The school reached out to churches, business owners and parents. It launched an improved program for mentors to drop by and check on their students. It hired a parent liaison and a licensed counselor to train the staff on anger management techniques. It created a calming room for students and one for staff, so they can take breathers when they need to.

“It’s different” in school now compared to the beginning of the year, said Towers High senior Jayden Chick. “I feel like the fighting has stopped and things have calmed down.”

Jayden, a group commander in the school’s JROTC program, said she’s noticed a change in her friends. One of them told Jayden that she wanted to fight someone, but calmed down when she thought about her mentor.

“We just have to make sure that we’re being consistent and that we can sustain that work that we’re doing,” Sims said.

Post-pandemic challenges

Consistency has been hard to come by in recent years thanks to the pandemic. Some students are struggling with traumatic events they’ve endured — like losing loved ones or changes in economic circumstances. Towers High’s homecoming queen Jaynee Chavez, 17, was killed in November when someone opened fired on her car.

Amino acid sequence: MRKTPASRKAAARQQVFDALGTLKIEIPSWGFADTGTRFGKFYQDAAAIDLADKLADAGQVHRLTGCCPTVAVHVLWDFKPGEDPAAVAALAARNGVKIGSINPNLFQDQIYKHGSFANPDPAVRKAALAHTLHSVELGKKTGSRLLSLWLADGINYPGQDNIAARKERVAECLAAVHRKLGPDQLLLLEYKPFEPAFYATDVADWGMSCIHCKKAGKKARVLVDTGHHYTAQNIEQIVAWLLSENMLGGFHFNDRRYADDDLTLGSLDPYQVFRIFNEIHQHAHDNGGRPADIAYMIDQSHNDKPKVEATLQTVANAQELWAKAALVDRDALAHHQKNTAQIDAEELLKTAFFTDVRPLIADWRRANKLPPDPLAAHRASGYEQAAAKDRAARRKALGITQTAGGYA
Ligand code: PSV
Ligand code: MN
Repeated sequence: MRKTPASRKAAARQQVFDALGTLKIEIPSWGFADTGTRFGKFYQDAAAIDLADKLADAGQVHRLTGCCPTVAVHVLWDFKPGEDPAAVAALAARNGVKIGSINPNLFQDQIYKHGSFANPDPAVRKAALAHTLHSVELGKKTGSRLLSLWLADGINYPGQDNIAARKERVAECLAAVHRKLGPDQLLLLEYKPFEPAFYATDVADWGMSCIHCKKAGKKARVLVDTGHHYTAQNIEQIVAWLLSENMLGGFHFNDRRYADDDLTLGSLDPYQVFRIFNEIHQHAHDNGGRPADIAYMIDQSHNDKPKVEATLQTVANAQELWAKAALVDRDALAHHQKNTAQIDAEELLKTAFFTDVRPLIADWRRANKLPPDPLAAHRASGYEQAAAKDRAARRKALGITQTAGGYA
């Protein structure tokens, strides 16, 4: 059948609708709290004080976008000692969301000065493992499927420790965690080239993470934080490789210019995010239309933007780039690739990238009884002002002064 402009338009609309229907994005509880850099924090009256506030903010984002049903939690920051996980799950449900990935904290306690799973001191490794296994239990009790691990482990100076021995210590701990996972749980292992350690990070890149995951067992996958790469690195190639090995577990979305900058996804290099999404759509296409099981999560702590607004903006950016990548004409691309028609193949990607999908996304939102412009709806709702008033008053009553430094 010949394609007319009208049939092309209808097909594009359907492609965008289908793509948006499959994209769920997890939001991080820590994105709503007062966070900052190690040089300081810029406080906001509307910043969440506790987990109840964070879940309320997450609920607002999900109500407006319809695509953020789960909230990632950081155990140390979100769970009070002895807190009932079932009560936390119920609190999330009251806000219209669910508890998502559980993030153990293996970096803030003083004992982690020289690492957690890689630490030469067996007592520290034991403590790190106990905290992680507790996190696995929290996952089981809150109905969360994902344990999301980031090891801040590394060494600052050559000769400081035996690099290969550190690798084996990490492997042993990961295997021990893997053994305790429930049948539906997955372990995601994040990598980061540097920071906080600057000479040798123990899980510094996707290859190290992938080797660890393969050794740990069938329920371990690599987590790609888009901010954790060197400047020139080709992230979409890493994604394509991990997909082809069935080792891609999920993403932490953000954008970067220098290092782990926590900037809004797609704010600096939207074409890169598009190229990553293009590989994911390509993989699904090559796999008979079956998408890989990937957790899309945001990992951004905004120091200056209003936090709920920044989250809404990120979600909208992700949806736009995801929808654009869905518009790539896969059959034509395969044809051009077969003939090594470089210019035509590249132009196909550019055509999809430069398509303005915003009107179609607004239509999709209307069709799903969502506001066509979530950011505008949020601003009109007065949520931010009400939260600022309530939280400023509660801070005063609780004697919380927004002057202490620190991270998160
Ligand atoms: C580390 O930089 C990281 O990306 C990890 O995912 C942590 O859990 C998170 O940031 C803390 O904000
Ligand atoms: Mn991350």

Credit: Channel 2 Action News

Credit: Channel 2 Action News

Big Brothers, Big Sisters of Metro Atlanta, which partners with schools around the metro area to provide mentoring to students, saw demand for mentors skyrocket since the pandemic. CEO Kwame Johnson said 99% of the students in their programs never touch the criminal justice system.

That’s the goal with programs like the ones being implemented around the city.

Students at Jean Childs Young Middle School start some days by walking up to the board and circling what emotion they’re feeling. Some say they’re “chill,” or “bored,” or “drained.” On a recent Monday, very few students said they felt happy. They broke into groups and talked about why they felt a certain way.